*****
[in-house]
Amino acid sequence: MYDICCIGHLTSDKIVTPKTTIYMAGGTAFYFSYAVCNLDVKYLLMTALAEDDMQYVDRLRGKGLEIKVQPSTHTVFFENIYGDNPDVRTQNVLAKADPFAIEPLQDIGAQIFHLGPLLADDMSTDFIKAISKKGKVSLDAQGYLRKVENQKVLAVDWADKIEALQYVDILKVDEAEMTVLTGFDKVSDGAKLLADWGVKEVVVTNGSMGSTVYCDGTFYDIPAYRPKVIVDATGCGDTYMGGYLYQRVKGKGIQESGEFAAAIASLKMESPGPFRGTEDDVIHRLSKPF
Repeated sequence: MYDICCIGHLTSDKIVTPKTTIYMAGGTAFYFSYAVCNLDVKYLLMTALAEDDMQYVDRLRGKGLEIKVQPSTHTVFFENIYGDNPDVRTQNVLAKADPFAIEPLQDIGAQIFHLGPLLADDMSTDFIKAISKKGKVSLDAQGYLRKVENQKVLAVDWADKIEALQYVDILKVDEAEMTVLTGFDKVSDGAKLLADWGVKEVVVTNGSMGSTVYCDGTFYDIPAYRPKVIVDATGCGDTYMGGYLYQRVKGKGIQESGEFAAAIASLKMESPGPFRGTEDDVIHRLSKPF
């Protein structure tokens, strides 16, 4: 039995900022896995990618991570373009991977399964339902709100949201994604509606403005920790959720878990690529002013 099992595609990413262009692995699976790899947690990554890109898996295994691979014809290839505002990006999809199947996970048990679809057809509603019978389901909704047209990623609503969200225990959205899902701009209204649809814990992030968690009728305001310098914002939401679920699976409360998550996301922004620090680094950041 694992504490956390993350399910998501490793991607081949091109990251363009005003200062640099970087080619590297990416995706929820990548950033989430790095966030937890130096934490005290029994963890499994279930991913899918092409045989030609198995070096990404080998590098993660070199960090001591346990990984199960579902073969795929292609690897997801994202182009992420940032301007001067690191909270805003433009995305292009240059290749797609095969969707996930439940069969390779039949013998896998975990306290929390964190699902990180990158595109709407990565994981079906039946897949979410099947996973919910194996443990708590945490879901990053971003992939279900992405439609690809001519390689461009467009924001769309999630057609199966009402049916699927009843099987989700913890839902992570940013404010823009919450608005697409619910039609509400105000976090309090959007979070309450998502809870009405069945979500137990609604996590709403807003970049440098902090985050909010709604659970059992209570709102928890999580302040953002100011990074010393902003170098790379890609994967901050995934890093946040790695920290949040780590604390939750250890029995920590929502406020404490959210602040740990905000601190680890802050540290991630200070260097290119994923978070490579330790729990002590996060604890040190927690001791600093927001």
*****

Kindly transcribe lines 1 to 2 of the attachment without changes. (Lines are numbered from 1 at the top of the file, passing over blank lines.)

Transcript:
[in-house]
Amino acid sequence: MYDICCIGHLTSDKIVTPKTTIYMAGGTAFYFSYAVCNLDVKYLLMTALAEDDMQYVDRLRGKGLEIKVQPSTHTVFFENIYGDNPDVRTQNVLAKADPFAIEPLQDIGAQIFHLGPLLADDMSTDFIKAISKKGKVSLDAQGYLRKVENQKVLAVDWADKIEALQYVDILKVDEAEMTVLTGFDKVSDGAKLLADWGVKEVVVTNGSMGSTVYCDGTFYDIPAYRPKVIVDATGCGDTYMGGYLYQRVKGKGIQESGEFAAAIASLKMESPGPFRGTEDDVIHRLSKPF